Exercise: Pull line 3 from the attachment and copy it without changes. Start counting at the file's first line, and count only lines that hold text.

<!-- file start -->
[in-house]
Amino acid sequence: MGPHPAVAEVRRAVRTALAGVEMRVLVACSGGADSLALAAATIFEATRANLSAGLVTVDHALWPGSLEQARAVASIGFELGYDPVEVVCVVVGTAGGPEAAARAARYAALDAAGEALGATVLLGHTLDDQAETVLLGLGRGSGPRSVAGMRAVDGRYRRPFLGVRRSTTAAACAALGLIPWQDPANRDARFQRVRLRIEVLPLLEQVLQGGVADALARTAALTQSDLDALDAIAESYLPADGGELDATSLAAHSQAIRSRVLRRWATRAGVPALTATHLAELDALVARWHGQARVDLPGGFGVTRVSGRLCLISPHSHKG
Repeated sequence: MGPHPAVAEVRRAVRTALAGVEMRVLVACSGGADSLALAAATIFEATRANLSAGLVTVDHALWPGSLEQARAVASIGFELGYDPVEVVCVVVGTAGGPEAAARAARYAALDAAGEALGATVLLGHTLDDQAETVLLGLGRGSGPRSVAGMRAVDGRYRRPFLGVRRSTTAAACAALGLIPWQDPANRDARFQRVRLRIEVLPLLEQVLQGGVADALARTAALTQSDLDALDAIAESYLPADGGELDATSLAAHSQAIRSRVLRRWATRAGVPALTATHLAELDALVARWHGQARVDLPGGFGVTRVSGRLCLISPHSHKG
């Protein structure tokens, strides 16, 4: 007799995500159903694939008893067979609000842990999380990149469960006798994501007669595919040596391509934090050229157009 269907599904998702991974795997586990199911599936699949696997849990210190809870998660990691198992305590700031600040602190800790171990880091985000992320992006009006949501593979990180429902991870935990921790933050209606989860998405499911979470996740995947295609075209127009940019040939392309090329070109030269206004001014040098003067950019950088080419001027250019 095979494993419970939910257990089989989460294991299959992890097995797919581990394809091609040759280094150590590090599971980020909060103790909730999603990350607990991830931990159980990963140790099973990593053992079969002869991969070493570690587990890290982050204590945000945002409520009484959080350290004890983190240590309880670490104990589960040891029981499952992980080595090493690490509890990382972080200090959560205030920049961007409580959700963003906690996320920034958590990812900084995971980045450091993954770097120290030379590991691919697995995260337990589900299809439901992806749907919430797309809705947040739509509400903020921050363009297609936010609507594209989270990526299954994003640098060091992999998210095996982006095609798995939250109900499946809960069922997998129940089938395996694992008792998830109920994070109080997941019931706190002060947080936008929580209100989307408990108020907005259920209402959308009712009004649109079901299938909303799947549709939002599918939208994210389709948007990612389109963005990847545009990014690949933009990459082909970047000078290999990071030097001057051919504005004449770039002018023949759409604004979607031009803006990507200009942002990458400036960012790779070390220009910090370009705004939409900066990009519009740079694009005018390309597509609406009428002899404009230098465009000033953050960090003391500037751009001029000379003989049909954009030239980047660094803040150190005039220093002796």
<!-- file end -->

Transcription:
Repeated sequence: MGPHPAVAEVRRAVRTALAGVEMRVLVACSGGADSLALAAATIFEATRANLSAGLVTVDHALWPGSLEQARAVASIGFELGYDPVEVVCVVVGTAGGPEAAARAARYAALDAAGEALGATVLLGHTLDDQAETVLLGLGRGSGPRSVAGMRAVDGRYRRPFLGVRRSTTAAACAALGLIPWQDPANRDARFQRVRLRIEVLPLLEQVLQGGVADALARTAALTQSDLDALDAIAESYLPADGGELDATSLAAHSQAIRSRVLRRWATRAGVPALTATHLAELDALVARWHGQARVDLPGGFGVTRVSGRLCLISPHSHKG